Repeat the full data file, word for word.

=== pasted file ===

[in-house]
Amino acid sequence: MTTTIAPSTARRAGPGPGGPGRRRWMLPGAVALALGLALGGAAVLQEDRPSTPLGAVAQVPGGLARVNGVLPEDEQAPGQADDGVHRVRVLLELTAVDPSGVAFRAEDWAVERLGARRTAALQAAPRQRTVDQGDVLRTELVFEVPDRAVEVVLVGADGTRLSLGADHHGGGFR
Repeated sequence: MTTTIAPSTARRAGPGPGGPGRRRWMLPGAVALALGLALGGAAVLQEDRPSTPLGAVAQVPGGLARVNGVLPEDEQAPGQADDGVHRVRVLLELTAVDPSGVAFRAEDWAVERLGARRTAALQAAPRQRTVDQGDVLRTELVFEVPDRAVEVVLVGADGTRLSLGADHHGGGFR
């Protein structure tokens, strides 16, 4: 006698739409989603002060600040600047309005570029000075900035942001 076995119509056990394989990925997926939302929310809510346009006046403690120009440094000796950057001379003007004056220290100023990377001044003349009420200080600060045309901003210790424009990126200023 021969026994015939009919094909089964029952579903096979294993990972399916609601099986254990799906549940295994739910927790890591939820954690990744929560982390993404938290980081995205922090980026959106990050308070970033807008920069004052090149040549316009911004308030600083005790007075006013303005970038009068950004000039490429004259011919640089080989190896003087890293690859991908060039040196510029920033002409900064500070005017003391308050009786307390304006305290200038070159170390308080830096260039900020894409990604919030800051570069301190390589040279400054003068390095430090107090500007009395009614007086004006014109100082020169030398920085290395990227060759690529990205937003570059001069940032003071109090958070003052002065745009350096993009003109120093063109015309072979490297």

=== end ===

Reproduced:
[in-house]
Amino acid sequence: MTTTIAPSTARRAGPGPGGPGRRRWMLPGAVALALGLALGGAAVLQEDRPSTPLGAVAQVPGGLARVNGVLPEDEQAPGQADDGVHRVRVLLELTAVDPSGVAFRAEDWAVERLGARRTAALQAAPRQRTVDQGDVLRTELVFEVPDRAVEVVLVGADGTRLSLGADHHGGGFR
Repeated sequence: MTTTIAPSTARRAGPGPGGPGRRRWMLPGAVALALGLALGGAAVLQEDRPSTPLGAVAQVPGGLARVNGVLPEDEQAPGQADDGVHRVRVLLELTAVDPSGVAFRAEDWAVERLGARRTAALQAAPRQRTVDQGDVLRTELVFEVPDRAVEVVLVGADGTRLSLGADHHGGGFR
């Protein structure tokens, strides 16, 4: 006698739409989603002060600040600047309005570029000075900035942001 076995119509056990394989990925997926939302929310809510346009006046403690120009440094000796950057001379003007004056220290100023990377001044003349009420200080600060045309901003210790424009990126200023 021969026994015939009919094909089964029952579903096979294993990972399916609601099986254990799906549940295994739910927790890591939820954690990744929560982390993404938290980081995205922090980026959106990050308070970033807008920069004052090149040549316009911004308030600083005790007075006013303005970038009068950004000039490429004259011919640089080989190896003087890293690859991908060039040196510029920033002409900064500070005017003391308050009786307390304006305290200038070159170390308080830096260039900020894409990604919030800051570069301190390589040279400054003068390095430090107090500007009395009614007086004006014109100082020169030398920085290395990227060759690529990205937003570059001069940032003071109090958070003052002065745009350096993009003109120093063109015309072979490297």